Last week, a high ranking US emissary visited Pakistan to determine the future political contours of the country. With stick and carrots, the players were asked "to behave."
The Europeans have also not lagged behind in suggesting to the people of "independent" Pakistan how they should choose to run their country. We thought that neither colonialism nor new imperialism had any place in the modern world where countries are sovereign and people are free to determine their political destiny on their own. But we were wrong especially in relations to Muslim countries, whose 80 percent rulers are chosen directly and indirectly by Washington, London and Paris on a regular basis. King of Jordan, President of Egypt, emirs of Emirates, rulers of Kuwait, military dictators of several African and Asian countries, even the rulers of the largest Muslim country, have the approval of the two former colonial powers and the only remaining superpower in the world today. Obviously, their priorities are set by the master and not by those in whose name they claim to govern.
Pakistan is not an exception. Its rulers, majority of its politicians, its top Bureaucracy, often its business people, even its religious leaders and intellectuals have directly or indirectly served the interests of the three axis of power. Those who tried to pose their independence showed their allegiance to either Saudi Arabia or Tehran. With a powerful army and all pervasive intelligence whose top officials have often received huge gifts in various forms from mysterious sources in Washington, London, Paris or elsewhere, the rulers have more than once manipulated elections and the political structure to the advantage of their masters. Knowing the weaknesses of their political leaders, many in the bureaucracy and law enforcement agencies have used their power to their full advantage.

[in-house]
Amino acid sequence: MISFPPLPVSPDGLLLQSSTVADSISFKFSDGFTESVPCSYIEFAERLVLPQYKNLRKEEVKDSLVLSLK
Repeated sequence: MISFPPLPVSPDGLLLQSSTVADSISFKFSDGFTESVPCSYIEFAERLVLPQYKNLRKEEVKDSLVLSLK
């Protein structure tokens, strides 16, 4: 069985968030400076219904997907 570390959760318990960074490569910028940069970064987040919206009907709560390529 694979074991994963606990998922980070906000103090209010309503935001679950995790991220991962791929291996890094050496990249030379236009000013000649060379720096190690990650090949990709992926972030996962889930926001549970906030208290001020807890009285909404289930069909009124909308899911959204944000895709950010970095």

An intelligence officer from India's famous Research and Analysis wing boasted in a private meeting of some supporters of the Vishwa Hindu Parishad how successful he was in recruiting Pakistanis to his mission through supplying them with wine and money. The opposition in general has not lagged behind in giving false hopes and misleading people into movement that have weakened Pakistan. Conspiracies, murder, imprisonment and bribery are not too uncommon in the land whose state religion places a higher emphasis on honesty and integrity. Regionalism, ethnocentrism, tribalism, feudalism and materialism are the driving forces behind the social, economic and political machines of the nation created to make the equality, justice and liberty under the guidance of God almighty the cornerstone of its every day life. Many politicians and movements take pride in the number of murders they have presided over the years and many leaders boast their record in inspiring thousands to become martyrs. In the land of Islam, most religious leaders compete with each other in describing their opponent being non-Muslims.